One of the nicest things about the Cinderella reboot is that it offers more back-story around every aspect of the plot. We meet Cinderella (actually named Ella, and played by Downton Abbey‘s Lily James) as the cherished only child of two loving parents. Her early life is gentle and idyllic, with the greatest hardship being her father’s frequent absences for work. It’s not until Ella’s mother falls suddenly ill and passes away that Ella faces real heartache, but it’s a heartache that will evolve and grow with each coming day.
Eventually Ella’s father (Ben Chaplin) decides it’s time to remarry, but, like all men in fairy tales, is a terrible judge of character when it comes to choosing a second wife. He marries the icy Lady Tremaine (Cate Blanchett) a widow with two stupid, snotty daughters, Anastasia (Holliday Grainger) and Drizella (Sophie McShera), and a nasty cat named Lucifer. Then, further lacking foresight, Ella’s father promptly leaves on one of his prolonged business trips, during which Lady Tremaine sneakily ousts Ella from her bedroom and banishes her to the attic. One would hope that Ella’s father would remedy this situation upon his return, but instead he drops dead, leaving Ella to fend for herself.
Bitter over the loss over a second husband (and income), Lady Tremaine subtly escalates her cruelty toward Ella until she is little more than a household servant, waiting on her step-family hand and foot. Relying on her mother’s dying words,”be kind and have courage”, Ella manages to endure their terrible treatment, even letting them nickname her Cinderella after she takes to sleeping on the hearth to avoid the long climb to the attic at night. She finds companionship in the animals on their small farm, and it’s while out riding her horse that she happens to run into Prince Charming (Richard Madden). Not realizing who he is, she chastises him for partaking in a stag hunt and basically wins his heart.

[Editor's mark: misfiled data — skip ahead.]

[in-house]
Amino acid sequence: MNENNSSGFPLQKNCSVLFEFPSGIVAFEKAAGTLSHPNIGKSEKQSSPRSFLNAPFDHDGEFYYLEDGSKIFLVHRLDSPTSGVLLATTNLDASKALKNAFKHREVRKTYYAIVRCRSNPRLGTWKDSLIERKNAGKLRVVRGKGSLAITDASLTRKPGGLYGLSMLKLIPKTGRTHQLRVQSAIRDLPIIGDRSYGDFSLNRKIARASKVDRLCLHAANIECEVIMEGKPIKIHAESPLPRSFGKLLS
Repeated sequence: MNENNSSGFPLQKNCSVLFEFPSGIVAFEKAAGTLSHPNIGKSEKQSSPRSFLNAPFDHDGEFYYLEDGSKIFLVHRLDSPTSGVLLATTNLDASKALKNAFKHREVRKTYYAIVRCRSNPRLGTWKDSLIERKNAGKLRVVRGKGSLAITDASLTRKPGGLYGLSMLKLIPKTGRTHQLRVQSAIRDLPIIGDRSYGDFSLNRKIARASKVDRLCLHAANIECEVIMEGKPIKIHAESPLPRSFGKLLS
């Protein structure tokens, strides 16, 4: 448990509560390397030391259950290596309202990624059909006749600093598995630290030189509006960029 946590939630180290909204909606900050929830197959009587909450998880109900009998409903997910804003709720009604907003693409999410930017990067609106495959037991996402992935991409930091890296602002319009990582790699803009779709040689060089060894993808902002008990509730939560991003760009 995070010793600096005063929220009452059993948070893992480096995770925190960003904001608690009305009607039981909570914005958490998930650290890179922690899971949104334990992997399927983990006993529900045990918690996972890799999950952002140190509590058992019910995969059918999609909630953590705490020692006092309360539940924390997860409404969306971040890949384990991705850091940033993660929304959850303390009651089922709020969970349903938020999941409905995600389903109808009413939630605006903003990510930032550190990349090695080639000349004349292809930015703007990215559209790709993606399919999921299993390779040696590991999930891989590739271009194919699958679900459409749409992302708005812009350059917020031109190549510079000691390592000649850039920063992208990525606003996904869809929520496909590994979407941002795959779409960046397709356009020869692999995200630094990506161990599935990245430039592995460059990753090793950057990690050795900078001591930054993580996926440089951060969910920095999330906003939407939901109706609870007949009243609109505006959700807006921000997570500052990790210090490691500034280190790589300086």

From this point forward, the familiar story of Cinderella begins to unfold with the palace hosting a ball for the people so that the Prince might find his princess and wed before his father’s imminent death. Naturally Lady Tremaine and the stepsisters are chomping at the bit, but Cinderella assumes she’ll be attending too. Lady Tremaine quickly squelches that notion, leaving Cinderella in tears. Clearly the assistance of one’s Fairy Godmother (Helena Bonham Carter) is required. The classic encounter at the ball ensues, followed by the lost glass slipper and the search for its owner, culminating in a satisfying happily ever after.
This retelling is faithful enough to the original that there really are no unexpected turns, but there are endless pleasant surprises in the details. We get an actual sense of the complicated but sweet relationship between the Prince and his father, and there’s more interaction between the Prince and Cinderella, making their attraction seem less like a flimsy case of love at first sight. Visually the movie is stunning, whether you’re looking at a sun dappled meadow, Cinderella’s golden pumpkin carriage, or Lady Tremaine’s Art Deco inspired costumes. These little additions elevate an already familiar story and help to create a film that is enjoyable for the entire family.